Reflections on the Veterans Committee Vote
Dying Cub Fan, the author of the three-part series on Ron Santo's Hall of Fame merits, returns with a look at the flaws of the Veteran Committee vote.
From Ron Santo’s standpoint, it’s hard to see how the 2008 Veterans Committee voting could have gone any worse, particularly when you compare the results to the voting results announced in February 2007. Due mostly to rules changes, there were 18 fewer ballots cast in 2008 than in 2007. Santo’s vote total this year decreased by 18 votes, perhaps not entirely a coincidence. In 2007, 25 electors that returned ballots did not vote for Santo. In 2008, the same number of ballots did not vote for Santo, again perhaps not entirely a coincidence. From 2007 to 2008, Santo went from being five votes short to being nine votes short, and his voting percentage dropped from 69.5% in 2007 to 60.9% in 2008.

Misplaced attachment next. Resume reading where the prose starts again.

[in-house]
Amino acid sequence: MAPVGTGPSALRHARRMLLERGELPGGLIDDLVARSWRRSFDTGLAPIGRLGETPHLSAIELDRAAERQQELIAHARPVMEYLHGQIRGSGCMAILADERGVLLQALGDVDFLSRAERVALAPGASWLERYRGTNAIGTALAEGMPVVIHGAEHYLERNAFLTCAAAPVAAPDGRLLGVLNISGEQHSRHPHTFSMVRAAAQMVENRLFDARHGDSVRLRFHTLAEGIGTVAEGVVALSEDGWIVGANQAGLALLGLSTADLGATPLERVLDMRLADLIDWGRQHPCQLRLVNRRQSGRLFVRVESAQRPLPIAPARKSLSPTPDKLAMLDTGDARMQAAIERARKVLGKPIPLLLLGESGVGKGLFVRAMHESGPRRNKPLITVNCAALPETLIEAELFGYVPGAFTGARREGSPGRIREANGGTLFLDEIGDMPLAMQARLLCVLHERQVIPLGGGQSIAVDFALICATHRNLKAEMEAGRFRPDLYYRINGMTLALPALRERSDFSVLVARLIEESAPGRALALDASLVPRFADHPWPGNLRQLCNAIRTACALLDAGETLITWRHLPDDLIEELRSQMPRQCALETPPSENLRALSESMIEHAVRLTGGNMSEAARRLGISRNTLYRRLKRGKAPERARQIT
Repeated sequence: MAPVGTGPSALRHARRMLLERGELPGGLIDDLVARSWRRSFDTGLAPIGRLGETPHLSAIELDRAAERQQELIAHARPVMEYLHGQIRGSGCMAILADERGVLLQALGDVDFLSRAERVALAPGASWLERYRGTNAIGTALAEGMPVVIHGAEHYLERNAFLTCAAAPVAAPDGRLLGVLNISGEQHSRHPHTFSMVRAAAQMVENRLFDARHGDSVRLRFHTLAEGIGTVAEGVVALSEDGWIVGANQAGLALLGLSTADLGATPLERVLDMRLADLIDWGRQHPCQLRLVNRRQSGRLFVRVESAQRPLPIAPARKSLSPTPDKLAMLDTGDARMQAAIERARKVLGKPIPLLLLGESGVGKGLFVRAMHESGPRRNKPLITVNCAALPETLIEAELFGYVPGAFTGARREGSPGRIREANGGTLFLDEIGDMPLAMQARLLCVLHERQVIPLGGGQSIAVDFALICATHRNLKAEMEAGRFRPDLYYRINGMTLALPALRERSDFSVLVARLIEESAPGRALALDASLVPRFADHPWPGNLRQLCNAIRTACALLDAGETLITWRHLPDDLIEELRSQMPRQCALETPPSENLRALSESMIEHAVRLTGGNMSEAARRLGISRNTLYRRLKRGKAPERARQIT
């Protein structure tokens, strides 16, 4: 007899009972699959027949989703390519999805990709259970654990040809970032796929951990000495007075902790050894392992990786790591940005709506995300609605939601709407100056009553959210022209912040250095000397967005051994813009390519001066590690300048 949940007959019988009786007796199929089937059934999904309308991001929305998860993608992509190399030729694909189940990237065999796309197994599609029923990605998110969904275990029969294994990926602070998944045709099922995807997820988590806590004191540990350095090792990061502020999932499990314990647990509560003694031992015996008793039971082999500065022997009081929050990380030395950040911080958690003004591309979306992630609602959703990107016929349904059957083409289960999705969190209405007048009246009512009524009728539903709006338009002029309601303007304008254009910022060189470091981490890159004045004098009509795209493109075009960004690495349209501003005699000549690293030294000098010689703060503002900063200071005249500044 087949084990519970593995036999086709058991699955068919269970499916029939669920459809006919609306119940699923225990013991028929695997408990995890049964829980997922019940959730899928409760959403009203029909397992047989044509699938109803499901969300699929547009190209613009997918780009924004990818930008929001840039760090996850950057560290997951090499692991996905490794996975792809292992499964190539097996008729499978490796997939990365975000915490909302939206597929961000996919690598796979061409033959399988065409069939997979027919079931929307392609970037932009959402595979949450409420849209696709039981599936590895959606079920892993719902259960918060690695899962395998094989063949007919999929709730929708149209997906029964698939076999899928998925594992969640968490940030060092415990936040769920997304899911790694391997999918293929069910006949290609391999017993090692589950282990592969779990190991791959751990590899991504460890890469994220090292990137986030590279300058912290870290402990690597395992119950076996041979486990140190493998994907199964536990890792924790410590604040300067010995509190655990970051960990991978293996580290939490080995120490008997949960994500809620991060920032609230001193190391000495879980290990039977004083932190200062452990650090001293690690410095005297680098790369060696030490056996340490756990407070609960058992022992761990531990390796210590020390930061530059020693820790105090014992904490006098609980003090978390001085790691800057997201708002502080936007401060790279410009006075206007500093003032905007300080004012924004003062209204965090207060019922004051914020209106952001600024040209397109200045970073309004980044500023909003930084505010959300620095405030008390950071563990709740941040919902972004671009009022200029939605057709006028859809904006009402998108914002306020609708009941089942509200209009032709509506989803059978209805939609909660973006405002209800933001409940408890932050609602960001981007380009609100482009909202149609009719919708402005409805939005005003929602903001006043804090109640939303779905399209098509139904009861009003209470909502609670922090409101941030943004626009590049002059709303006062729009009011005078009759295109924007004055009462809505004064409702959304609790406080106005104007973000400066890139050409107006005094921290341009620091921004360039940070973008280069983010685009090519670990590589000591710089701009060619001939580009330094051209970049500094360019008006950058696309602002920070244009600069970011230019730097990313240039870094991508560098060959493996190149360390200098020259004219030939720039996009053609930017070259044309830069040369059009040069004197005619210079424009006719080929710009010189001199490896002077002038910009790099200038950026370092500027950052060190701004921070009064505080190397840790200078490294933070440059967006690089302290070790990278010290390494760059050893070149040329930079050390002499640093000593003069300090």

There would seem to be a number of possible explanations for this. One would be that Santo had a lot of support among the writers and broadcasters no longer eligible to vote. In 2007, the VC electorate consisted of 84 members: 61 living Hall of Famers (players and managers), 8 writers (Spink award winners), 14 broadcasters (Frick award winners) and one holdover (John McHale) from the previous veterans committee. In 2007, 82 ballots were returned out of the possible 84, making 62 votes the magic number (the rule for induction is 75% of ballots cast). (I assume that one of the persons who did not return a ballot in 2007 was Murray Chass, a Spink winner who has said that the rules of his employer, The New York Times, prohibited him from voting.) In 2008, the writers and broadcasters were excluded from voting (as was John McHale) and the electorate consisted of 64 living Hall of Famers. All 64 living Hall of Famers returned their ballots, meaning that 48 votes were necessary to meet the 75 percent standard for election. Since the 2007 election, one Hall of Famer then living has passed away (Phil Rizzuto), and there have been inducted four new Hall of Famers, Ripken, Gwynn, Gossage and Dick Williams, all of whom are living.